Grey's Anatomy recap: 'Don't Let's Start'
Derek and Meredith invite her "family" to dinner, and April's mother stops in for a visit.
Grey’s Anatomy‘s title can be confusing, because this really isn’t a show about Meredith Grey. Okay, so it is a show about Meredith Grey, but rather it’s not only about Meredith Grey. It’s also about Alex and Bailey and Derek and the patients who enter Grey Sloan Memorial, etc. They’re all part of Mer’s world, and yet, each of them serves a purpose in crafting this show. With that in mind, a really solid hour of Grey’s involves all of those elements.
This week, there were many elements being juggled, which made for a fine hour, though it wasn’t anything particularly special for the show that has proven before that it knows how to handle its ensemble. By separating everyone out somewhat distinctly, the episode didn’t flow as well as it could have. But like I said, it was perfectly fine.
We start off with Mer’s voice-over talking about how trauma is messy and chaotic while April tries to take charge of a very busy ER. But when a young woman comes in as the victim of a car jacking, all attention goes to her. She’s introduced to us as Melissa, but that’s all we seem to know when they’re forced to open her up in what might be the biggest blood explosion ever on the show.
By the time they get her into surgery, it’s clear that she’s a veteran from one of her tattoos, but it isn’t until she wakes up that Jo, Callie, and Hunt get her full story. It turns out that the reason she was so attached to her car was that she was sleeping in it. It was her home, and therefore, contained her entire life. So now that she’s found out that it was sold to a chop shop, she’s literally got nothing left. It’s a story that resonates on a veteran level with Hunt and on a homeless level with Jo.
After Melissa refuses to stay at a place for veterans of the war—she doesn’t think her time spent fixing computers in Iraq warrants it—Hunt pulls rank on the patient and finally convinces her to get some help so that she can help herself. As for Jo? Well, she freaks out when she realizes that she doesn’t have a bed or a home of her own. She just stays at Alex’s, so what would happen if they were to break up? Would she be homeless? However, Alex doesn’t let her freak out for long before he assures her that he’s not going anywhere… except for home with her.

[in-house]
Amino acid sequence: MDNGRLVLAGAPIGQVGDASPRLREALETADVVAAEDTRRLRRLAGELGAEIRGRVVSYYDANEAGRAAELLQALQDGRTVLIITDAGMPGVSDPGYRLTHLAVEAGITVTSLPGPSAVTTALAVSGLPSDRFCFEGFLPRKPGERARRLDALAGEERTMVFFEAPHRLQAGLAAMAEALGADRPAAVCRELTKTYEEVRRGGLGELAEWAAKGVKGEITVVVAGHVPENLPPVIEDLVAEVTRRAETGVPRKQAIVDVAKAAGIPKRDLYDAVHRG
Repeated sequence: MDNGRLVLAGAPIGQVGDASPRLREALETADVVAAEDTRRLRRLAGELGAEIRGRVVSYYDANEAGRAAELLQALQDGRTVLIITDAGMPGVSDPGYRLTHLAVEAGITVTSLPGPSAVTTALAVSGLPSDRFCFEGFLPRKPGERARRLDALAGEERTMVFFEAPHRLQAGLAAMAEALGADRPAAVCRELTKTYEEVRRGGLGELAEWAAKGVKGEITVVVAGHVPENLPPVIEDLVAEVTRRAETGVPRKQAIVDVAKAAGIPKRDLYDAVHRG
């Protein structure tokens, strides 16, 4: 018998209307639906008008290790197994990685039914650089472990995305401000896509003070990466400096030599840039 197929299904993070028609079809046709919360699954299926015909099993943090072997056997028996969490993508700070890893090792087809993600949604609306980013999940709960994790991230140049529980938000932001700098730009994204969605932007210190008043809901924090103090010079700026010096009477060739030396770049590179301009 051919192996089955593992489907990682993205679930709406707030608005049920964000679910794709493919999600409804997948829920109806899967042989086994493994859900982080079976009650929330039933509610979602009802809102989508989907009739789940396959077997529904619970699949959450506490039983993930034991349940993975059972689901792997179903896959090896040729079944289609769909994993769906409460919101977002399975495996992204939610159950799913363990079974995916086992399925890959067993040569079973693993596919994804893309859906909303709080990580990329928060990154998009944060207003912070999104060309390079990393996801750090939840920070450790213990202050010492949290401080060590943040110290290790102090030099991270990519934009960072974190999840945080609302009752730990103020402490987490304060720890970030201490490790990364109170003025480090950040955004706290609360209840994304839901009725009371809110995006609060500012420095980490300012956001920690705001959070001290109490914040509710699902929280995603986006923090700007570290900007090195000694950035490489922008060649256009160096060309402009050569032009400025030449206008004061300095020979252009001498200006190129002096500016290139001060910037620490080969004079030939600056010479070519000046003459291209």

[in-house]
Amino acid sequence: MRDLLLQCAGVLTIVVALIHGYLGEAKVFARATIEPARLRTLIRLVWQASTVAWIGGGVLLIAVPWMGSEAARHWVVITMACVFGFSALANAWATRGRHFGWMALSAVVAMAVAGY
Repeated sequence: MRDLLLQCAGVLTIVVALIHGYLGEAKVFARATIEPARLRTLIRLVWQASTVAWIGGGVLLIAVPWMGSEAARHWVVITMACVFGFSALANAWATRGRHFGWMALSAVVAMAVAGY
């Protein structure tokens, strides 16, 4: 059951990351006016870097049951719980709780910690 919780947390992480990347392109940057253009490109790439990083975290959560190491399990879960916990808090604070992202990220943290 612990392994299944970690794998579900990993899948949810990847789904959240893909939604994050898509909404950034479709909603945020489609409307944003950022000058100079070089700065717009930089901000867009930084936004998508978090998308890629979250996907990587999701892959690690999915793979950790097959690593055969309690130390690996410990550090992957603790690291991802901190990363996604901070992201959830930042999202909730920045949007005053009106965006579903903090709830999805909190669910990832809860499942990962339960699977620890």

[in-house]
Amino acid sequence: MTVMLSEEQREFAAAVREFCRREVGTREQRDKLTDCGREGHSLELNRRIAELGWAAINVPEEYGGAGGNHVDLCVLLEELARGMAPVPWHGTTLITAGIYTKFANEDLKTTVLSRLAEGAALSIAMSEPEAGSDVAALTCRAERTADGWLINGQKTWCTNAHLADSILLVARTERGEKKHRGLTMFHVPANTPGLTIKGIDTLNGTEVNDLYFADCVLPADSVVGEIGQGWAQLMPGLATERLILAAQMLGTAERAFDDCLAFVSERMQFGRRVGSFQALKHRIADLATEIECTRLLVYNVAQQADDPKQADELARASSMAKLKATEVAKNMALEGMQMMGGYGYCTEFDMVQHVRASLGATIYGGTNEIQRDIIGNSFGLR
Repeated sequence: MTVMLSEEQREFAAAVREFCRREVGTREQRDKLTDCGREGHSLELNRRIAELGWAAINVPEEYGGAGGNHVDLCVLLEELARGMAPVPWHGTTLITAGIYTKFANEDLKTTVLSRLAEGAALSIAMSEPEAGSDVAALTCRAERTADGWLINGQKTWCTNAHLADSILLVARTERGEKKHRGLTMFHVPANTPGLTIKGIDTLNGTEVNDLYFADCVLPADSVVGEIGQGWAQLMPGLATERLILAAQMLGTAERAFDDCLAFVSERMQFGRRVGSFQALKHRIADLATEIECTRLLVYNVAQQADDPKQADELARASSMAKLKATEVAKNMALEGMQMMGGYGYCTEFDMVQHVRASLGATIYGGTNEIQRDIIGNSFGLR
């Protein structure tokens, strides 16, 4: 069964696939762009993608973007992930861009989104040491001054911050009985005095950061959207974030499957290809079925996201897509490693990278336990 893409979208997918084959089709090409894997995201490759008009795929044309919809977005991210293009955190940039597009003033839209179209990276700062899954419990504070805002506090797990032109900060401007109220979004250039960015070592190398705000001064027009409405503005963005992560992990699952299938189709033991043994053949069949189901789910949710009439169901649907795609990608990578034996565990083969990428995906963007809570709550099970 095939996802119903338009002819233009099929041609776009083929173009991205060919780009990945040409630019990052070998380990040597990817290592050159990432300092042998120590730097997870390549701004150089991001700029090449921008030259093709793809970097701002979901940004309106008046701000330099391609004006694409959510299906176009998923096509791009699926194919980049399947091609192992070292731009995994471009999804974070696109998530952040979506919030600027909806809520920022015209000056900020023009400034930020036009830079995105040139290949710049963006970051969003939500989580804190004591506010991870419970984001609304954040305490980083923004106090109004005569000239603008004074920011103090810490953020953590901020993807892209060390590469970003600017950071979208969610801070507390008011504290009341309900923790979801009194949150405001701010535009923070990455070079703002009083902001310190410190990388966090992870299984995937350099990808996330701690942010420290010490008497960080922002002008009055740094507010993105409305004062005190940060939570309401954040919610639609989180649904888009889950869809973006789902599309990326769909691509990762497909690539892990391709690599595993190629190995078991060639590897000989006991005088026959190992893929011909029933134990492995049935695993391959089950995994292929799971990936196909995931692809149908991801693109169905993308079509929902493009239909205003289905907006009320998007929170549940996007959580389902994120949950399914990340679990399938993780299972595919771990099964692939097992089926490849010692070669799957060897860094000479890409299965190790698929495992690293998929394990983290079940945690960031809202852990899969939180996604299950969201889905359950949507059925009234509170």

As for April, after she gets away from Melissa’s case, she runs into her smoking hot husband who informs her that he’s picked her mother up from the airport and brought her to the hospital to say hello. And in Kepner world, saying hello involves sort of hitting on Jackson before showing off the zoo decals she brought to decorate the baby’s nursery. But when April tells her mom she can’t spend the day doing baby things—you know, she has to save lives and whatever—Jackson offers to go in her place. Apparently being on the board has really freed Jackson up. Either that, or he’s really freaking out about becoming a dad.
Actually, it seems like it’s a bit of both. By the time April makes it home at the end of the day, April’s mom and Jackson are busy putting together the baby’s nursery, complete with the Kepner crib that has survived four generations and desperately needs a paint job. But when April’s mother offers to make dinner, Dr. Mom has had enough. She yells at her mother about how she doesn’t want her help, something she almost immediately regrets when she finds out that Jackson was the one who reached out to her mom for help. Turns out he’s really freaking out because, unlike the Kepner’s, his family is all about pretty blue eyes and even prettier careers. The poor man doesn’t know a thing about babies, and he’s desperately trying to do his homework.
With that, April finds her mother outside the hospital, awaiting an apology. April obliges, but only after her mother tells her how very proud she is of what she’s doing and the life she’s living. (No doubt her super hot hubby has something to do with that.) And yes, April can call her mother with all her baby questions. From there, April heads home to find Jackson reading in the new rocker he built… twice. She assures him that he’s going to be a great father, and the two of them are all cute and stuff.